Custom Form:

     

    Wednesday
    Jun102015

    HRE Column: On Recruiting and the Technology Transformation

    Here is my semi-frequent reminder and pointer for blog readers that I also write a monthly column at Human Resource Executive Online called Inside HR Tech that can be found here.

    I kind of liked this month's column, (I suppose I like all of them, after all I wrote them), but felt like sharing this one on the blog because it touches upon what has been in the past a pretty popular topic with readers here - the kinds of transformations that organizations can drive via the application of modern HR technologies.

    Here is an excerpt from the column, The Recruiting Technology Transformation:

    Technology continues to fundamentally transform how, where and when work gets done, and the ways that HR leaders can drive improved business performance. In the HR tech world, recruiting technology is helping to drive that transformation and is making the recruiting function perhaps the most transformed of all HR disciplines.

    This phenomenon was on display at a recent event I attended, HireVue’s Digital Disruption in Park City, Utah. At the event, numerous HireVue customers—spanning a wide variety of industries, including banking and finance, airlines, publishing and national retail chains—shared how technology has impacted and, in some cases, radically altered their talent-acquisition efforts.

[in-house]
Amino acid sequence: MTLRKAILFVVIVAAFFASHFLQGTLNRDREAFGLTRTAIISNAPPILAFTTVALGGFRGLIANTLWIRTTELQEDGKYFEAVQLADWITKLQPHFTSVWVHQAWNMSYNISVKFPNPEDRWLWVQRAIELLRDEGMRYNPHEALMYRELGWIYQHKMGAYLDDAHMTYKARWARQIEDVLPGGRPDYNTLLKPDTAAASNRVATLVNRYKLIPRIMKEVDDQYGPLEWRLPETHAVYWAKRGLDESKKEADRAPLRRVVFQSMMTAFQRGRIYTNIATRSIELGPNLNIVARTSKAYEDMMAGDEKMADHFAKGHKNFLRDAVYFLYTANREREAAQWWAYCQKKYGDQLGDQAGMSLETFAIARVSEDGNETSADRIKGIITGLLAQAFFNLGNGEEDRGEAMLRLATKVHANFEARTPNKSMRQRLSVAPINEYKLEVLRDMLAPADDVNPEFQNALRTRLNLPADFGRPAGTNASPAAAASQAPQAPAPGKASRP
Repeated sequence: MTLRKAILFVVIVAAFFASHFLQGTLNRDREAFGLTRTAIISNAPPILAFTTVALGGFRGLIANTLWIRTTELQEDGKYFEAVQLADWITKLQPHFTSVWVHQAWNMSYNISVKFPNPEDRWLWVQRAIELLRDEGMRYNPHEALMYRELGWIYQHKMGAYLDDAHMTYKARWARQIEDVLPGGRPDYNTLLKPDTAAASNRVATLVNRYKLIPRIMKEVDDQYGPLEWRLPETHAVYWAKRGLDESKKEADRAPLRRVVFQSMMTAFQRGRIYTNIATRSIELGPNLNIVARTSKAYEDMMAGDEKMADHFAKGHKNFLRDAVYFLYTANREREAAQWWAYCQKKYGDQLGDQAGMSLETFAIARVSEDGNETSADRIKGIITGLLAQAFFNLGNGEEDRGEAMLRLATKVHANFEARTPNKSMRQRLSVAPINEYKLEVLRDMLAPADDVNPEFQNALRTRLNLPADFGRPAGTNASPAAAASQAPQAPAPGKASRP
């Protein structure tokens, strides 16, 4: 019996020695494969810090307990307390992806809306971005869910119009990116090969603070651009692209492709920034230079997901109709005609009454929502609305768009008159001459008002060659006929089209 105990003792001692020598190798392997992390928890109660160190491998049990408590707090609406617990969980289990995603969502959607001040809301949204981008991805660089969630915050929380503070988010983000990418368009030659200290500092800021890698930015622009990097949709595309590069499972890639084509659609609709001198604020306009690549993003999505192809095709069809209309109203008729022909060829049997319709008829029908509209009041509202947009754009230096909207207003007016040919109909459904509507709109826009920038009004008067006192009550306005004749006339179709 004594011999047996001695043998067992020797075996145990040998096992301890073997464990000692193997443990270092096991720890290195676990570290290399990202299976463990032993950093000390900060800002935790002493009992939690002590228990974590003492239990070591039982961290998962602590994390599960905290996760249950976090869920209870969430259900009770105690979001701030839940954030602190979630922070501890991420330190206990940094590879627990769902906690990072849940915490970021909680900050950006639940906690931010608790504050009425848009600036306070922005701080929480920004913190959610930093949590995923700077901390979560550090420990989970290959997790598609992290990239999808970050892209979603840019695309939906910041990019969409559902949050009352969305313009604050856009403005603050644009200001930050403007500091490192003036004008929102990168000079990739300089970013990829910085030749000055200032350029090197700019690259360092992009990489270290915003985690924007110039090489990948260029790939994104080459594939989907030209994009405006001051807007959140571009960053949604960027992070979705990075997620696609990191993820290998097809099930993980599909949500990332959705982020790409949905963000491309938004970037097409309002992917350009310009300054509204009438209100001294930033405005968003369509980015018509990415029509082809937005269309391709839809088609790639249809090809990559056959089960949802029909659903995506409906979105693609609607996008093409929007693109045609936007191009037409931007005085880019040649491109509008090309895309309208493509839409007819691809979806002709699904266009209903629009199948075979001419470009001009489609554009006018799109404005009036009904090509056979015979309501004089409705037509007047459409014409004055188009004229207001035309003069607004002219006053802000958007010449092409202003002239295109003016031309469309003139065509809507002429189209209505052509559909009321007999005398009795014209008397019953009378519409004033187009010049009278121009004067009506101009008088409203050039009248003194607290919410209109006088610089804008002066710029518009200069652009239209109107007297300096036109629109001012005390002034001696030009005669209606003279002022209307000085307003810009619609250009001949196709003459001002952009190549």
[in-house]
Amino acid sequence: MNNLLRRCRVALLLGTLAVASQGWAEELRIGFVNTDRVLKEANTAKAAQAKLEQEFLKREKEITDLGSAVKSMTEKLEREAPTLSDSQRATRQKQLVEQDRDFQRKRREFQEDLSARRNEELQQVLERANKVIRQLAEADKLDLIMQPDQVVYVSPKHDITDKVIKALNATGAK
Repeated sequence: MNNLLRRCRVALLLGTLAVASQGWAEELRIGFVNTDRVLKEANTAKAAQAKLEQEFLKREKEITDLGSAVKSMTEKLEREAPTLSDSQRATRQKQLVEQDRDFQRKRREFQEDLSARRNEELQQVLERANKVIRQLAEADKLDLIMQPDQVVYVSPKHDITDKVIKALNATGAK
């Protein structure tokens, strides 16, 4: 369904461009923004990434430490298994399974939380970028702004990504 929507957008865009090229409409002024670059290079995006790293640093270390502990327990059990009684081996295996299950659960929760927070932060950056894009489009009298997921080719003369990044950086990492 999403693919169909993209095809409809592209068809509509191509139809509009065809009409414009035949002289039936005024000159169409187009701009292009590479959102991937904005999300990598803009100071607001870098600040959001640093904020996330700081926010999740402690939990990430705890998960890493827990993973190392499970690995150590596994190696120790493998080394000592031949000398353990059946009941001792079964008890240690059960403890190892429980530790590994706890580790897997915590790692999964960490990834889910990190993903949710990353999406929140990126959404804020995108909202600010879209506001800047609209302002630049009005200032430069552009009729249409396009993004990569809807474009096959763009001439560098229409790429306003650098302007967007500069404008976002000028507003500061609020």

Just a few of the examples from the event reveal the potential benefits of adopting modern talent-acquisition technologies for organizations of all types and sizes:

    Educational and general-purpose publishing company Houghton Mifflin Harcourt adopted a three-pronged approach to improving its ability to identify, engage and hire inside sales staff. That approach resulted in increased quality of hire, faster time to fill their open sales roles and improved business results, which were measured in how many new sales-team members were attained.

    By redesigning the process to better identify the candidates most likely to succeed through a combination of a statistically validated online assessment, video interviews that replaced the former recruiter phone screens and consistently applied behavioral-interviewing techniques for the candidates who passed the assessment and video screen, HMH was able to show top-line and bottom-line ROI.

    The general lesson from this story is this: Applying modern tools and technologies to the talent-acquisition process, particularly for revenue-generating roles, provides HR and recruiting leaders with one of the best ways to help drive organizational results. In this example, HR could show how it was a significant contributor to sales and profits, and not just an administrative cost center....

    Read the rest over at HRE Online

    Good stuff, right? Humor me...

    If you liked the piece you can sign up over at HRE to get the Inside HR Tech Column emailed to you each month. There is no cost to subscribe, in fact, I may even come over and wash your car or cut the grass for you if you do sign up for the monthly email.

    Have a great Wednesday!